In response to the shooting of Legation Councillor Ernst vom Rath in the German embassy in Paris on 7 November 1938 by a young Polish Jew, German newspapers reported the attack as the work of ‘world Jewry’. ‘Retaliatory raids’ on synagogues and Jewish schools, homes, and shops ensued across Germany. This violence intensified in the following days, as news spread of Ernst vom Rath’s subsequent death and NSDAP leaders allowed ‘displays of outrage’ to proceed. In most cases, the perpetrators of the anti-Jewish violence were members of the SA, NSDAP, or Hitler Youth. The November pogroms marked a shift in the collective consciousness of Jews regarding life under the Nazi regime and led to intensified emigration efforts.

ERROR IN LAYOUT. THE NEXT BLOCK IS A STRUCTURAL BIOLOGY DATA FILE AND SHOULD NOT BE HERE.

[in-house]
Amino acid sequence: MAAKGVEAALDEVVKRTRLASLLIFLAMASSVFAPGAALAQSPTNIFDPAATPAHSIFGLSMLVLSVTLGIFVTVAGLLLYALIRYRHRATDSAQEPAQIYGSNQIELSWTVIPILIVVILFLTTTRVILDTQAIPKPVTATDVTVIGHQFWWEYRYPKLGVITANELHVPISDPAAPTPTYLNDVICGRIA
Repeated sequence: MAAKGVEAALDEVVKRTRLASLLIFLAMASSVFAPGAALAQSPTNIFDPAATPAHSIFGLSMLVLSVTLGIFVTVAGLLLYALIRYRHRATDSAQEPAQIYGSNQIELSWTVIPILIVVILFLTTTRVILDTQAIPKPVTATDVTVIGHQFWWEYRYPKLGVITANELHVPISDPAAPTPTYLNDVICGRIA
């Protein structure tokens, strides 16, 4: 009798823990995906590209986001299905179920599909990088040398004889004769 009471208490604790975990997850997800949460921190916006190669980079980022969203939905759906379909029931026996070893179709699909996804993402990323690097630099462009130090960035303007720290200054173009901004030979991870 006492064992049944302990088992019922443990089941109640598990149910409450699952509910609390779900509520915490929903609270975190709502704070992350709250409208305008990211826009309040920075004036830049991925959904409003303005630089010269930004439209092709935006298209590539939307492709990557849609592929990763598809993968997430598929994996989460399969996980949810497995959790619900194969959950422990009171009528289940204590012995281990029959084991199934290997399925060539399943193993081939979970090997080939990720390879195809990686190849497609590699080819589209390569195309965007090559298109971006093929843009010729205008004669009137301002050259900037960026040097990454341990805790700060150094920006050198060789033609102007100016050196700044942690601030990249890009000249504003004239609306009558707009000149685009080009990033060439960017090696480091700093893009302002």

The November pogroms are described here in eyewitness accounts written by Jewish victims and non-Jewish German bystanders. The selected documents also offer an unfiltered look at how Nazi leaders and media construed the pogroms.